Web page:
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How to Make an Election Interactive

So I created an interactive for Wionews.com (embedded below) on the assembly elections taking place in five states. This write-up goes into how I did the interactive and the motivations behind it.


The Interactive is embedded below. Click on Start to begin.


The interactive looks at three things:

  • where each party won in the last assembly election in 2012 in each of the five states, visualised with a map.
  • where each party won in the last Lok Sabha (LS) election in 2014, if the LS seats were broken up into assembly seats. This was also done with a map.
  • the share of seats won by each major party in previous assembly elections, done with a line chart.

I got all my data from the Election commission website and the Datameet repositories, specifically the repositories with the assembly constituency shapefiles and historical assembly election results.

Now these files have a lot of information in them, but since I was making this interactive specifically for mobile screens and there wouldn’t be much space to play with, I made a decision to focus just on which party won where.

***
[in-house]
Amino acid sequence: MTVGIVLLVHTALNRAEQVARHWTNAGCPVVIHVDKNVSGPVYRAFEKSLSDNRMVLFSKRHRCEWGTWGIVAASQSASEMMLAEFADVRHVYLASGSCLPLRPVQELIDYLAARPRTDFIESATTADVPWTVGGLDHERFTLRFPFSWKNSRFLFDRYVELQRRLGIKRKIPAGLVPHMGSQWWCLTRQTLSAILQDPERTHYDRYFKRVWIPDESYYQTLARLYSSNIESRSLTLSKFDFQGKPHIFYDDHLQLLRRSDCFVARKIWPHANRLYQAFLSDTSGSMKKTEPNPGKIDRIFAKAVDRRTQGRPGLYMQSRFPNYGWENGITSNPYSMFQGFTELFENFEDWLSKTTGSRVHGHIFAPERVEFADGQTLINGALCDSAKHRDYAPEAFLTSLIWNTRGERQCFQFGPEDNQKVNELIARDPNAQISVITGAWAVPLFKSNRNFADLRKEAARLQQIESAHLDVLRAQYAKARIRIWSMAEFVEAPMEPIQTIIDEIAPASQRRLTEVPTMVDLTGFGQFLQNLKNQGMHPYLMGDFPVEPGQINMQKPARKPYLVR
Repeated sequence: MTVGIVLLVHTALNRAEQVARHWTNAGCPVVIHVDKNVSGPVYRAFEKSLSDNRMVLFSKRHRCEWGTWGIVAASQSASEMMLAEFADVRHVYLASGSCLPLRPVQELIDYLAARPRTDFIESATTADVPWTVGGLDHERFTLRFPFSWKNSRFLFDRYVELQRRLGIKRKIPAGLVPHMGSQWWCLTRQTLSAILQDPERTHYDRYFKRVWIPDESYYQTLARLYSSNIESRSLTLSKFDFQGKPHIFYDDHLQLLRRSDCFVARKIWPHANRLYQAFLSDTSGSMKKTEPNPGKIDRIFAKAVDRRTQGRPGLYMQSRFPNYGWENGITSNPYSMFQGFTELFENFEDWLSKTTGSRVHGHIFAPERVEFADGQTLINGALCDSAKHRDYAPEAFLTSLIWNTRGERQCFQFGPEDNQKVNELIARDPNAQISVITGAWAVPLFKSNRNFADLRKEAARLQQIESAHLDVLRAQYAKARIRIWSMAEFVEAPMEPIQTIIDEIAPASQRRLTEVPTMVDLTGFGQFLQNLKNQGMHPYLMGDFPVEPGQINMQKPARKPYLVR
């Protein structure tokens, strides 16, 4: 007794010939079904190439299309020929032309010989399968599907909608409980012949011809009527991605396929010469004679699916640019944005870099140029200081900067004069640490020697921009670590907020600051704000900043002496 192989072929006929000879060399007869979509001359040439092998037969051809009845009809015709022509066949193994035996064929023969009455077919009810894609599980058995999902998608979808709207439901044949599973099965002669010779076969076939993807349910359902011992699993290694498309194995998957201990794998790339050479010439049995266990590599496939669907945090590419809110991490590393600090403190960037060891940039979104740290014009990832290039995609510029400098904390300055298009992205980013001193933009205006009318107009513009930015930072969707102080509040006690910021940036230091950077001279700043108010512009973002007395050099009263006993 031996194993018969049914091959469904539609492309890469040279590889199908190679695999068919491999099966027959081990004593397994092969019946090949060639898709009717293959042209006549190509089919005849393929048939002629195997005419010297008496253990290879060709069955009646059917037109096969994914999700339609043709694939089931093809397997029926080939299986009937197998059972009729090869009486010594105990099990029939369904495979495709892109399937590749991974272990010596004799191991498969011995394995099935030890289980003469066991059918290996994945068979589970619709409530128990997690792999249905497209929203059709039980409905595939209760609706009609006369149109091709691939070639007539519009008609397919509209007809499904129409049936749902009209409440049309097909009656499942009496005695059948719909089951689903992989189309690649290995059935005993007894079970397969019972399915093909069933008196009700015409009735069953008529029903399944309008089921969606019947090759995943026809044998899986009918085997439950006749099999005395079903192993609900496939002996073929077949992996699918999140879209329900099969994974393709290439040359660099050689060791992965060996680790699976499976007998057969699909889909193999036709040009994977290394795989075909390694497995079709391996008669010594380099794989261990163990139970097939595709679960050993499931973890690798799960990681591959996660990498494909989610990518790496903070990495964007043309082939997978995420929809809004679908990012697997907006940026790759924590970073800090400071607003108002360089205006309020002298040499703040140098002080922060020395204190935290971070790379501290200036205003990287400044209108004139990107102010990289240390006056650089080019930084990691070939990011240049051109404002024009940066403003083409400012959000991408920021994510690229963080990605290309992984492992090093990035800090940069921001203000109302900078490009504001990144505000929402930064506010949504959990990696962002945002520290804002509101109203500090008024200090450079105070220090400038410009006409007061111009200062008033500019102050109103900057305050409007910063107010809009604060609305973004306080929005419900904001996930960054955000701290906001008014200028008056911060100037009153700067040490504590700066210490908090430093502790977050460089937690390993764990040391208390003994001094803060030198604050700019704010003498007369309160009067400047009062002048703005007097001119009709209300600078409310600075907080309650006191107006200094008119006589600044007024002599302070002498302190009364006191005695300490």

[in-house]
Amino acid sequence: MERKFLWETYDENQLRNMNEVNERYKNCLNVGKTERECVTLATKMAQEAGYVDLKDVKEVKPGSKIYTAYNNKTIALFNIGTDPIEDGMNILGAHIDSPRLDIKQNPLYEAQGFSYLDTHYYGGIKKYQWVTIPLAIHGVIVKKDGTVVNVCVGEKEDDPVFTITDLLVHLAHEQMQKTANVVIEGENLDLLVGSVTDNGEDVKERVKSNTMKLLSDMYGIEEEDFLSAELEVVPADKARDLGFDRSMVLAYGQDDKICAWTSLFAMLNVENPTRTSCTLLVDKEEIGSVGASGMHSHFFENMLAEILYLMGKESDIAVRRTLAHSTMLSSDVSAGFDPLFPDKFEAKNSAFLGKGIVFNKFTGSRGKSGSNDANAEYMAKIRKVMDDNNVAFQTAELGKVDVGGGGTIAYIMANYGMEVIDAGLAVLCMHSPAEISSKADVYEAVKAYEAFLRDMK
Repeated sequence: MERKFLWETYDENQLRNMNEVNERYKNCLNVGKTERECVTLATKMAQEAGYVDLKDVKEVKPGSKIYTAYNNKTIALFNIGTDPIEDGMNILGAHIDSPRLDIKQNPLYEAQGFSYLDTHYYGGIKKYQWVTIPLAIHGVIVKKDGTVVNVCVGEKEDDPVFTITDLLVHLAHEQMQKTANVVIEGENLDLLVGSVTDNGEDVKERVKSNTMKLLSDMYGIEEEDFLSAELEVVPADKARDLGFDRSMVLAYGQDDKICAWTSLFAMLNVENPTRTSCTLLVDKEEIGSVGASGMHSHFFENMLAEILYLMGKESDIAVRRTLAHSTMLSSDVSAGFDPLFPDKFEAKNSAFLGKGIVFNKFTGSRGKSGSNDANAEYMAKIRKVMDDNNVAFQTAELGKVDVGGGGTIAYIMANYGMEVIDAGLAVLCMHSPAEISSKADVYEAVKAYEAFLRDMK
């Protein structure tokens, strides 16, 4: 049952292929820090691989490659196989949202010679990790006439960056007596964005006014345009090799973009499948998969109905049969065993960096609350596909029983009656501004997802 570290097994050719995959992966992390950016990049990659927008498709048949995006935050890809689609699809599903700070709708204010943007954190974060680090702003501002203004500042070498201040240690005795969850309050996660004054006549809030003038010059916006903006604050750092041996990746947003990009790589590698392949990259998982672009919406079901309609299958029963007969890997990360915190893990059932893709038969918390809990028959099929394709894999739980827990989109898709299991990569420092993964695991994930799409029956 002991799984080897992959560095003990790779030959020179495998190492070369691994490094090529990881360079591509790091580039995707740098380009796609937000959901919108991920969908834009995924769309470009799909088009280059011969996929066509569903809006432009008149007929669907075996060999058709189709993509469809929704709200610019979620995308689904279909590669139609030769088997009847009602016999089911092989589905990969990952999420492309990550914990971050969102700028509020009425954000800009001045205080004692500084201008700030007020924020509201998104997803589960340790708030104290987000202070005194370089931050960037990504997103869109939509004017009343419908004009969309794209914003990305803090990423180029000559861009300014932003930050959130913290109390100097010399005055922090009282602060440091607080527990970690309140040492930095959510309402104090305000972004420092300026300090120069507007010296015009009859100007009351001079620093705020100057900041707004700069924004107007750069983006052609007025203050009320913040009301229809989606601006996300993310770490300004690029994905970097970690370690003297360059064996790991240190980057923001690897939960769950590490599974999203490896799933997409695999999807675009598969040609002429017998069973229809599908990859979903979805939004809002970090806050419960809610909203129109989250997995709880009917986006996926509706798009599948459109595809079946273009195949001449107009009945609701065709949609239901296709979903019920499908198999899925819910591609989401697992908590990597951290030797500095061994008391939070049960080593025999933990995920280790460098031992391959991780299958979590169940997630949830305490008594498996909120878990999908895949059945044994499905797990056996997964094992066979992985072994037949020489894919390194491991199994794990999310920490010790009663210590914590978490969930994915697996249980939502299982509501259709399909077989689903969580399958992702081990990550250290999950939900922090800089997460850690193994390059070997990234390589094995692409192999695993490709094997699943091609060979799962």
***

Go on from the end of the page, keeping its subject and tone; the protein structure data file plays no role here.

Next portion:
As mundane as that may seem, there’s still some interesting things you get to see. For example, from the break-up of the 2014 Lok Sabha results, you find out where the Aam Aadmi Party has gained influence in Punjab since the last assembly elections in 2012, when they weren’t around.

The interactive page on the AAP in Punjab, 2014
The interactive page on the AAP in Punjab, 2014

ANALYSING THE DATA

While I got the 2012 election results directly from the election commission’s files, the breakdown of the 2014 Lok Sabha results by assembly seat needed a little more work with some data analysis in python (see code below) and manual cross-checking with other election commission files.

Some of the python code used to break down the 2014 LS results by assembly seat.
Some of the python code used to break down the 2014 LS results by assembly seat. You can see all of it here.

For calculating the percentages of seats won by major parties in the past, I had to do some analysis in python of Datameet’s assembly election results file.

Some of the python code used to calculate historical seat shares of parties.